As they prepare an open stratospheric balloon flight at the launch pad of the Esrange Space Centre in the heart of the boreal forest, the CNES team struggle to protect themselves from the bitterly cold night air. The launch is imminent.
The instruments carried inside the balloon's Carmencita scientific gondola will attempt to very accurately map the gas profile of the first 40 kilometres of the atmosphere, all the way up to the stratosphere. The LMD air sampler's piping system empties during the ascent and draws in air during descent. This invention is based on the pressure difference between the interior and exterior of its stainless steel tube. Meanwhile, at the balloon's gondola, Patrick Jacket, an engineer at the LPC2E,6 is checking SPECIES,7 a huge on-board spectrometer designed for the analysis of greenhouse gases and ozone. Once SPECIES is in operation, its laser beam will pass 10 000 times through the detector into which outside air is injected, while its photoreceptors will be cooled to prevent infrared radiation from altering the readings.
When the balloon takes off, it has to follow a well-established procedure: the balloonists unfold the main envelope on a thick tarpaulin that protects its delicate canopy. This is prolonged by a double strap connecting the different parts of the aeronef. A service gondola is wrapped in thick insulation. It will provide communication between the control centre and the balloon, enabling it to be remotely piloted. During the ascent, the air pressure drops, the helium envelope expands, and the pilots have to regulate the volume of the aircraft to prevent it from bursting. Tonight, the descent is expected to begin at an altitude of 40 km, although this will also depend on the wind. During that phase, there is a danger that the balloon will crash. The reduced amount of helium will not provide enough lift in the lower layers of the atmosphere, where the pressure is greater. To slow the descent and regain lift, the steel balls previously placed in the service gondola will therefore have to be offloaded. It's time to launch. Two gloved and helmeted members of the team are each holding a hose that blows helium at a pressure of 300 bars into the aeronef's main envelope. The small auxiliary balloon lifts Carmencita, weighing 512 kilograms, a metre off the ground. Four balloonists hold it down until the main balloon is fully inflated at last. As it is released, the huge helium-filled envelope billows and starts to rise. The straps gradually become tauter, and the gondola rises and disappears into the darkness. The stratospheric balloon will fly until morning, when the gondola will be recovered by a helicopter from the Magic campaign.
Thursday 26 August, Kiruna airport, Arctica Arena hangar
All the planes are lined up on the tarmac. The British Antarctic Survey's bright red Twin Otter is carrying the HyTES8 spectral imaging instrument. HyTES can reconstruct the image of a gas plume and reveal the presence of methane from the infrared radiation reflected by the Earth. The second aircraft is the Cessna of the Deutsches Zentrum für Luft- und Raumfahrt (DLR), the German research centre for aenonautics and space. It is equipped with the QCL,9 a laser spectrometer that will measure the gases drawn in by the airplane during the flight, with an accuracy of one particle per billion. And, last but not least, there is the 22-metre-long ATR42 aircraft chartered by SAFIRE, the French facility for airborne research, which will be carrying CHARM-F, highlighting Franco-German cooperation in the preparation of the MERLIN mission.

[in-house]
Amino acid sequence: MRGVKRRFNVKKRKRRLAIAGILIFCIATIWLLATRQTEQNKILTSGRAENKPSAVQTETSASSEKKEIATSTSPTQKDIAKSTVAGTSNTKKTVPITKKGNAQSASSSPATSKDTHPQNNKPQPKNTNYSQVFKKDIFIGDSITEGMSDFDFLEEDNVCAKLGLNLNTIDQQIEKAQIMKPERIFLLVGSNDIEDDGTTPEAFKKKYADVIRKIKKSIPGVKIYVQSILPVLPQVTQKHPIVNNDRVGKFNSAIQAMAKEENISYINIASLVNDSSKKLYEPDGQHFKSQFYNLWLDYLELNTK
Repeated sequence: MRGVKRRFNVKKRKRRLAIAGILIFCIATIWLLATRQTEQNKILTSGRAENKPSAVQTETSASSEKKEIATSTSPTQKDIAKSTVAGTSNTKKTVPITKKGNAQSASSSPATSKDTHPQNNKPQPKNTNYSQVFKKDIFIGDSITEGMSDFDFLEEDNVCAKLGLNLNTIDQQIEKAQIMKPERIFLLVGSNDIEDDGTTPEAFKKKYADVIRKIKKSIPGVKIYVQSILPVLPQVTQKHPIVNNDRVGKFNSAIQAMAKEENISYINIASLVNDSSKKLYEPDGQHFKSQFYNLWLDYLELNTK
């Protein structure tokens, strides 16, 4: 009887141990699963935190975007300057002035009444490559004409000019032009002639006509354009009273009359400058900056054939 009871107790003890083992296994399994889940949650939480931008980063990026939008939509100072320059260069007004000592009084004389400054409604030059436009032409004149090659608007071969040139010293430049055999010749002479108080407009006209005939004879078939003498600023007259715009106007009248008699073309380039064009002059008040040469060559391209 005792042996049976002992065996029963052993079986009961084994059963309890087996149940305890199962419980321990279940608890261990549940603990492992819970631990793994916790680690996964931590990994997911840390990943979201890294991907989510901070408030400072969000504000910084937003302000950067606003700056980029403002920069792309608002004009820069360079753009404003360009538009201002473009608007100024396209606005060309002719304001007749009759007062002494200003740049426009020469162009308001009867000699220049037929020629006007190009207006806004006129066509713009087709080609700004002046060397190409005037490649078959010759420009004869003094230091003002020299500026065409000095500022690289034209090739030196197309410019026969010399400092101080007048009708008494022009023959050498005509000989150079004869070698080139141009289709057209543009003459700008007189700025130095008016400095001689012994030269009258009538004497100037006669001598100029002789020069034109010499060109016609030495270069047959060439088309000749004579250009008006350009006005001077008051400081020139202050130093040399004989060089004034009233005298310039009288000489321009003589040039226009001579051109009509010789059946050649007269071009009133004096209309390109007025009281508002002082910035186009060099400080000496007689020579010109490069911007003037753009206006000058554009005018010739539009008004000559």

This final flight over the taiga ended the 2021 expedition in style. During the next campaign, MAGIC will focus on a temperate climate zone and will be studying anthropogenic CO2 emissions from the city of Reims in northeastern France, where it will be hosted by the GSMA group10 during the spring of 2022.
To find out more: The MAGIC2021 campaign website: https://magic.aeris-data.fr/magic2021/
- 1. Monitoring of Atmospheric composition and Greenhouse gases through multi-Instrument Campaigns.
- 2. Laboratoire de météorologie dynamique (CNRS / ENS Paris / École Polytechnique / Sorbonne Université).
- 3. Methane Remote Sensing Mission.
- 4. Laboratoire d’Études du Rayonnement et de la Matière en astrophysique et Atmosphères (CNRS / Observatoire de Paris -PSL / Sorbonne Université / CY Cergy Paris Université.
- 5. Laboratoire d’Optique Atmosphérique (CNRS / University of Lille).
- 6. Laboratoire de Physique et de Chimie de l’Environnement et de l’Espace (CNRS / CNES / University of Orléans).
- 7. Spectromètre infrarouge à lasers in situ (In-situ infrared laser spectrometer).
- 8. Hyperspectral Thermal Emission Spectrometer.
- 9. Quantum Cascade Laser.
- 10. Groupe de spectrométrie moléculaire atmosphérique (CNRS / University of Reims Champagne-Ardenne).